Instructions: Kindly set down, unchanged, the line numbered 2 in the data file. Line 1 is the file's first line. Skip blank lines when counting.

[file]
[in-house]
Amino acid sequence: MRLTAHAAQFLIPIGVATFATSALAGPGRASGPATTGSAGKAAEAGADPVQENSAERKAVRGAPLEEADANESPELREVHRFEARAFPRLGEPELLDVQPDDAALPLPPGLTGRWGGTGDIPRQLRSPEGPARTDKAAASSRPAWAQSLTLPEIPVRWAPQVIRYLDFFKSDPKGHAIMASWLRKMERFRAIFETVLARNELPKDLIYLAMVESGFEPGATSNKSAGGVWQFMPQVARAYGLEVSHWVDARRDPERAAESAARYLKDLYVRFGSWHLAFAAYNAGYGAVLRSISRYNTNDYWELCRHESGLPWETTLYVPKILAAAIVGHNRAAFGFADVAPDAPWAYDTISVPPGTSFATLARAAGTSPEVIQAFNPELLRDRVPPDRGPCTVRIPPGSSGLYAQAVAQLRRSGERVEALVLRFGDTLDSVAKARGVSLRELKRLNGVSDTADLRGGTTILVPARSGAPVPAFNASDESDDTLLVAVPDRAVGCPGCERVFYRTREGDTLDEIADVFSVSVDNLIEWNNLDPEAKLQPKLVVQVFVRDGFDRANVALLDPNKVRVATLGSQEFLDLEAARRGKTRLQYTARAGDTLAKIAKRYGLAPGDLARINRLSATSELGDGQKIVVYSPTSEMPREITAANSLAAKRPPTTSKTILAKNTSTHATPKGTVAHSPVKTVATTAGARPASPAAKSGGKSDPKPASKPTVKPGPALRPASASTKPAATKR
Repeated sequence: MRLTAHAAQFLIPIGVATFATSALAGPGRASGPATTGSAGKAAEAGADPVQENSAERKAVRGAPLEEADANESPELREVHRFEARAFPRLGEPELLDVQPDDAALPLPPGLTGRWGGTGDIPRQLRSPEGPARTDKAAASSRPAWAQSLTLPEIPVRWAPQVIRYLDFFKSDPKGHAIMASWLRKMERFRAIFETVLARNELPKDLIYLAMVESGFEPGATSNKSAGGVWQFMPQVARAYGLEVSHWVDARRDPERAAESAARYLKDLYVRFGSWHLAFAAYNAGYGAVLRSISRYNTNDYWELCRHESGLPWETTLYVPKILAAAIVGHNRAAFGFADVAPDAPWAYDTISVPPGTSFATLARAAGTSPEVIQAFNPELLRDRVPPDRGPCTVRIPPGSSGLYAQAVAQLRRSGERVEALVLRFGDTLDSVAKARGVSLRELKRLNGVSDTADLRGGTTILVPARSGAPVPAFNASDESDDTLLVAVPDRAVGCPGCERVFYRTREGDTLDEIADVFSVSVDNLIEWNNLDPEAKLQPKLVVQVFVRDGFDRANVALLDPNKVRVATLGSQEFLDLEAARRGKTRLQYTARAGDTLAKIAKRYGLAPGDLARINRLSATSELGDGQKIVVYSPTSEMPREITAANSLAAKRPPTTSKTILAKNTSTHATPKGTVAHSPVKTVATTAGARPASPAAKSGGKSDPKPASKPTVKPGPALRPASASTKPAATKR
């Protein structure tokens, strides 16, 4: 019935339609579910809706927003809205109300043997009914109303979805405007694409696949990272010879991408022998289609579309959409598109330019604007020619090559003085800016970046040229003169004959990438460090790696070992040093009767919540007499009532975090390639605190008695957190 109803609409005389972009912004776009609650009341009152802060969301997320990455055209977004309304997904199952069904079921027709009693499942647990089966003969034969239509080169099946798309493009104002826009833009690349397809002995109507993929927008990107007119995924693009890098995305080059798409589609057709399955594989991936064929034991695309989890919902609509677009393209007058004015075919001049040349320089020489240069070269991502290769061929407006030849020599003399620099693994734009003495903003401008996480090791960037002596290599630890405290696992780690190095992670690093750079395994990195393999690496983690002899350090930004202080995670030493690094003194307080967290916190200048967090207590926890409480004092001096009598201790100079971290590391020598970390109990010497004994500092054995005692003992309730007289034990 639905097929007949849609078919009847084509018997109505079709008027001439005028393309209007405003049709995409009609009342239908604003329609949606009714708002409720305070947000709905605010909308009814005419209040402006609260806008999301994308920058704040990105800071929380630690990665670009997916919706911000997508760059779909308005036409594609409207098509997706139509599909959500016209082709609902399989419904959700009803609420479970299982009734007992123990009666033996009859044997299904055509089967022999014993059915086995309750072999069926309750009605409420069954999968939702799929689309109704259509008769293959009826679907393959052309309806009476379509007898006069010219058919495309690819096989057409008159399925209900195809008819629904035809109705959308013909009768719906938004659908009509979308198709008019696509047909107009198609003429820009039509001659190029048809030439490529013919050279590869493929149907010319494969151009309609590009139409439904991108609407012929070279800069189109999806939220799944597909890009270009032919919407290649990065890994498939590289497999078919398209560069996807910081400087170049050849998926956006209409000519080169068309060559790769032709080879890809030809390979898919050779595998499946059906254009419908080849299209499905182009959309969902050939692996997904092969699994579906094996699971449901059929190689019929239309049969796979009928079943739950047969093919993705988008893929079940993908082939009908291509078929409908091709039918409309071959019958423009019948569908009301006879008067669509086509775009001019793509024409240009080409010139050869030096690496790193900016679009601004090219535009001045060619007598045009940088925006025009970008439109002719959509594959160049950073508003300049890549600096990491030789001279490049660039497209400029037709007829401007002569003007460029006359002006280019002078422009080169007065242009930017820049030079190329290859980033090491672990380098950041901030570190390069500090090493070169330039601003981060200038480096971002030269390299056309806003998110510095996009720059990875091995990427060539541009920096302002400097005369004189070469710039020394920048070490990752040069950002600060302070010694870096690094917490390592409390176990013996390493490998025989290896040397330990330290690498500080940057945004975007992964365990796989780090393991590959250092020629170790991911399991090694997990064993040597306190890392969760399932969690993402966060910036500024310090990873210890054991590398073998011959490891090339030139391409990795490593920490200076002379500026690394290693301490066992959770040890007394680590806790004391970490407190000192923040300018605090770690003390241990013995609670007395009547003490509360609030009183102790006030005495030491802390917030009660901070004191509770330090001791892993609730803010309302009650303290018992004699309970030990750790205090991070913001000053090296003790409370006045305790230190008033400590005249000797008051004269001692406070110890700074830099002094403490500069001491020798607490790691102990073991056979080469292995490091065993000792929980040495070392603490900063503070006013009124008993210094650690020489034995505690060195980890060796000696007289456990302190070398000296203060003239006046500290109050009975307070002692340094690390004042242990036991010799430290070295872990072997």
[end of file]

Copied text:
Amino acid sequence: MRLTAHAAQFLIPIGVATFATSALAGPGRASGPATTGSAGKAAEAGADPVQENSAERKAVRGAPLEEADANESPELREVHRFEARAFPRLGEPELLDVQPDDAALPLPPGLTGRWGGTGDIPRQLRSPEGPARTDKAAASSRPAWAQSLTLPEIPVRWAPQVIRYLDFFKSDPKGHAIMASWLRKMERFRAIFETVLARNELPKDLIYLAMVESGFEPGATSNKSAGGVWQFMPQVARAYGLEVSHWVDARRDPERAAESAARYLKDLYVRFGSWHLAFAAYNAGYGAVLRSISRYNTNDYWELCRHESGLPWETTLYVPKILAAAIVGHNRAAFGFADVAPDAPWAYDTISVPPGTSFATLARAAGTSPEVIQAFNPELLRDRVPPDRGPCTVRIPPGSSGLYAQAVAQLRRSGERVEALVLRFGDTLDSVAKARGVSLRELKRLNGVSDTADLRGGTTILVPARSGAPVPAFNASDESDDTLLVAVPDRAVGCPGCERVFYRTREGDTLDEIADVFSVSVDNLIEWNNLDPEAKLQPKLVVQVFVRDGFDRANVALLDPNKVRVATLGSQEFLDLEAARRGKTRLQYTARAGDTLAKIAKRYGLAPGDLARINRLSATSELGDGQKIVVYSPTSEMPREITAANSLAAKRPPTTSKTILAKNTSTHATPKGTVAHSPVKTVATTAGARPASPAAKSGGKSDPKPASKPTVKPGPALRPASASTKPAATKR